I live about 90 minutes outside Delphi, Indiana, a picturesque historic Indiana town more known for smalltown festivals and a friendly vibe than for anything on the darker side of life. At least that was true until February 13, 2017 when 12-year-old friends Abby Williams and Liberty German were killed while out hiking near the Monon High Bridge Trail.
Five years later, a memorial park honors their lives in Delphi but this has never translated into actual justice in the case.
I thought of Abby and Liberty often while watching writer/director Clayton Scott's indie crime drama/thriller Below the Fold, a film that sets itself in Skidmore, Missouri, a town itself with more than a bit of notoriety after the 1981 murder of town bully Ken Rex McElroy that was committed in front of an estimated 60 witnesses.
Yet again, the case has never been solved.
In Below the Fold, smalltown reporter David Fremont (Davis DeRock) is assigned by his editor to cover the 10th anniversary of the unsolved disappearance of 12-year-old Susie Potter, who ran outside her home to retrieve a Bible from the car and was never seen again.
Shot in Missouri, Below the Fold is a familiar but engaging crime drama immersed in the world of investigative journalism. David is joined by Sarah McGuire's Lisa, a newbie at the newspaper who also seems to have a bit of a history with David. This interpersonal drama, while a familiar narrative move, also complements the film's immersion in smalltown relationships and politics.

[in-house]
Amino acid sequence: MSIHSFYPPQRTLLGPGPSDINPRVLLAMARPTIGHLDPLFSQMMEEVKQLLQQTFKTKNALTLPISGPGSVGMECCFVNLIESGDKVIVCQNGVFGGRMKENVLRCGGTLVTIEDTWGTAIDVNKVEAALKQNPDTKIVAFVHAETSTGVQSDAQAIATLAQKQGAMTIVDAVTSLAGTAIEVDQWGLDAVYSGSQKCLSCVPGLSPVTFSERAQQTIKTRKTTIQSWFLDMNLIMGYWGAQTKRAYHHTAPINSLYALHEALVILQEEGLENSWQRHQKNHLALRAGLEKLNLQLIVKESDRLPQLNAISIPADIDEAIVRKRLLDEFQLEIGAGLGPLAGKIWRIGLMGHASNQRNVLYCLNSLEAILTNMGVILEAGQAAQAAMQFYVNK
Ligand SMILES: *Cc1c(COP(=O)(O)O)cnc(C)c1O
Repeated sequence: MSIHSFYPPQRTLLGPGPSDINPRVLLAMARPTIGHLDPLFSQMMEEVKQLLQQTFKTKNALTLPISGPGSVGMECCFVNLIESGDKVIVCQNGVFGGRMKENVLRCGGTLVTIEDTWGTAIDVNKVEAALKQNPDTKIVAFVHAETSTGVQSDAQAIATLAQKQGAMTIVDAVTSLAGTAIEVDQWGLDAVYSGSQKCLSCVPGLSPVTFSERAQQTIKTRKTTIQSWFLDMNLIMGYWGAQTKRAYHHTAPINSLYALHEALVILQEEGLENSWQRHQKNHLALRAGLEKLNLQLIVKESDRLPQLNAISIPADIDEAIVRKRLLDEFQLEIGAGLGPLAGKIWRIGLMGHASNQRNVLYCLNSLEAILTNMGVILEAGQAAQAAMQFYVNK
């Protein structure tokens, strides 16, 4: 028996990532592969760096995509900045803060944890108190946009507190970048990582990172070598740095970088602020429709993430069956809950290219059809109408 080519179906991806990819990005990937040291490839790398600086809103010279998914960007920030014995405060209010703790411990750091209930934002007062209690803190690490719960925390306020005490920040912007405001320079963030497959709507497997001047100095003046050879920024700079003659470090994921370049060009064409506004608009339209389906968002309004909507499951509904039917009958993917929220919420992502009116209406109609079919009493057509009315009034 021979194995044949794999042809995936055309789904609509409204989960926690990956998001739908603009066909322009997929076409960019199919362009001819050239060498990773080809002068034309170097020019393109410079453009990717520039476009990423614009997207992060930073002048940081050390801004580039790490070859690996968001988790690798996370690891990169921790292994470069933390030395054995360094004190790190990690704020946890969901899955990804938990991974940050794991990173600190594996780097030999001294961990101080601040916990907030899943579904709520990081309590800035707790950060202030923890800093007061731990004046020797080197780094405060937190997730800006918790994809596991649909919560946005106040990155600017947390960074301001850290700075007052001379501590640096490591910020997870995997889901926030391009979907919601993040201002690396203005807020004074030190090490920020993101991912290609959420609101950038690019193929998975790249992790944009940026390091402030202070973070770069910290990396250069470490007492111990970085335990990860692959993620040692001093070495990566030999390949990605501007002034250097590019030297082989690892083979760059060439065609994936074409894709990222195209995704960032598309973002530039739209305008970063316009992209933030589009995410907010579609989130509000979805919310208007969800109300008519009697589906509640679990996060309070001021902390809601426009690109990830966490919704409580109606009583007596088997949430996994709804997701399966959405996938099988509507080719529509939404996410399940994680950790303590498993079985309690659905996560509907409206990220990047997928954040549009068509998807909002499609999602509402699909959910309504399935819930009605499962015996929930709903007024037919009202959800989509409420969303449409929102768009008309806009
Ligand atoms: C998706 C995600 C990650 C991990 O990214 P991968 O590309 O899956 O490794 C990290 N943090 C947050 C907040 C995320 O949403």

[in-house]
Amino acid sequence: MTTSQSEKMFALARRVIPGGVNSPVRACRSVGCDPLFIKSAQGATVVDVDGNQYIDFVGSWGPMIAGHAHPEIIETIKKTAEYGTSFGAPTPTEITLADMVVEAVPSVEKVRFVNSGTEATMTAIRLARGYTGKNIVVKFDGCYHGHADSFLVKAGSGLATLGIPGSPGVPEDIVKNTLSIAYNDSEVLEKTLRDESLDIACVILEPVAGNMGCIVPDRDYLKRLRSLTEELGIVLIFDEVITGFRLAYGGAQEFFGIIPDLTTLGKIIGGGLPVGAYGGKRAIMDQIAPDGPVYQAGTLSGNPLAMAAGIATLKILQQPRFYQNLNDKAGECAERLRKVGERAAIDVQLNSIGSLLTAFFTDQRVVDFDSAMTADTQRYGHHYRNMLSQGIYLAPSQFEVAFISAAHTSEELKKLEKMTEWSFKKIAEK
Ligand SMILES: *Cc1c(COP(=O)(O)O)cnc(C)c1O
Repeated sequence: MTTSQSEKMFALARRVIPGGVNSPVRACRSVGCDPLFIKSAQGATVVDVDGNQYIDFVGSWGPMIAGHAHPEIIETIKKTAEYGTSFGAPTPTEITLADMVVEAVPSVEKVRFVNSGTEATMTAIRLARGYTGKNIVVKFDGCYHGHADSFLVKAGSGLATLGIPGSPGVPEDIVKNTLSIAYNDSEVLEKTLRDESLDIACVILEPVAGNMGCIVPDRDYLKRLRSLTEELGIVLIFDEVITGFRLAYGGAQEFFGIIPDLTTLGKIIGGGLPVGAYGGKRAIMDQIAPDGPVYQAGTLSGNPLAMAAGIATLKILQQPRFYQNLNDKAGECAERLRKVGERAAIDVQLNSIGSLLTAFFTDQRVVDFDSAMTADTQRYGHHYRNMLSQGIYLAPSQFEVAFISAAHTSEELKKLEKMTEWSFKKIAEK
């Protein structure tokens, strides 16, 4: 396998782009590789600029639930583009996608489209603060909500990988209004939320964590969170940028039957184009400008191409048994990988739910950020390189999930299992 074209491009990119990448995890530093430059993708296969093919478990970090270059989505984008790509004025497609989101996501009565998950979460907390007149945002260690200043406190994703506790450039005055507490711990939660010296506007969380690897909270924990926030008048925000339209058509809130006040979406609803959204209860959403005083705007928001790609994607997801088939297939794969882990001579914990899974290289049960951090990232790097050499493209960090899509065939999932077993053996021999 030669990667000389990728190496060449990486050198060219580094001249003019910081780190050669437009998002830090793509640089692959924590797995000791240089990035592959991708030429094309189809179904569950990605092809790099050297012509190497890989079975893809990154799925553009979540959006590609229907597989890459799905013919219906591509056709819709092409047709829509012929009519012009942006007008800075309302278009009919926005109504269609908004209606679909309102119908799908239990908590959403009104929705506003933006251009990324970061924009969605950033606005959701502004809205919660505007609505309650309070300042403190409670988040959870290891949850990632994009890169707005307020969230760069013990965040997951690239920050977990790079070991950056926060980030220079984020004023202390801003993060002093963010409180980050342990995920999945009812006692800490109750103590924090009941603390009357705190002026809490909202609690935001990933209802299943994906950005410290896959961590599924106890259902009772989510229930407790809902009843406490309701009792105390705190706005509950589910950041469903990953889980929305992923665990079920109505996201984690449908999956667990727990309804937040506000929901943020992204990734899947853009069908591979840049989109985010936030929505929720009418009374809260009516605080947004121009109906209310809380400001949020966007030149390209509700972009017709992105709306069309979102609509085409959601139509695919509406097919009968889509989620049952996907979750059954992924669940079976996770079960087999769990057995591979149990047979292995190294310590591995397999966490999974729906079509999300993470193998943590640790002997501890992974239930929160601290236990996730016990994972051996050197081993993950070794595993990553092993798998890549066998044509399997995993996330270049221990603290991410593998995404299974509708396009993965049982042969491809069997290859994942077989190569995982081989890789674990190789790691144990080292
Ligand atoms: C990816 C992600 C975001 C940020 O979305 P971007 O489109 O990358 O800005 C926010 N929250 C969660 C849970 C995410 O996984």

While Below the Fold may seem familiar, Scott wisely borrows from the best including some obviously heavy Fincher influences in terms of lensing and overall atmosphere. It fits nicely and I'm guessing a good majority of folks familiar with rural life will recognize a lot of the relationship dynamics that unfold here.
Below the Fold, a title that refers to the journalistic term for articles that run below the fold in a newspaer and are thus less seen, could just as easily refer to life below the fold of seemingly idyllic smalltown life. The film is rather lowkey in terms of thrills and chills, though it's steadfast with its drama and possessing of a mighty fine ensemble cast. Both DeRock and McGuire are tasked with carrying the majority of the narrative load and do so admirably, though the film soars on the strength of supporting turns by the likes of Rick Daniels as Jeff Darrach, Scott Lucas as Matthew Donovan, and Jamie Addison as Maggie Monroe among others.
Lensing by Iain Trimble is particularly effective in capturing both the beauty and underbelly of smalltown life. Ho Ling Tang's original music builds both suspense and intimacy.
While Below the Fold may not cover a whole lot of new ground, what it covers it does so engagingly and with uncommon insight into rural life and the secrets we don't talk about.
Written by Richard Propes
The Independent Critic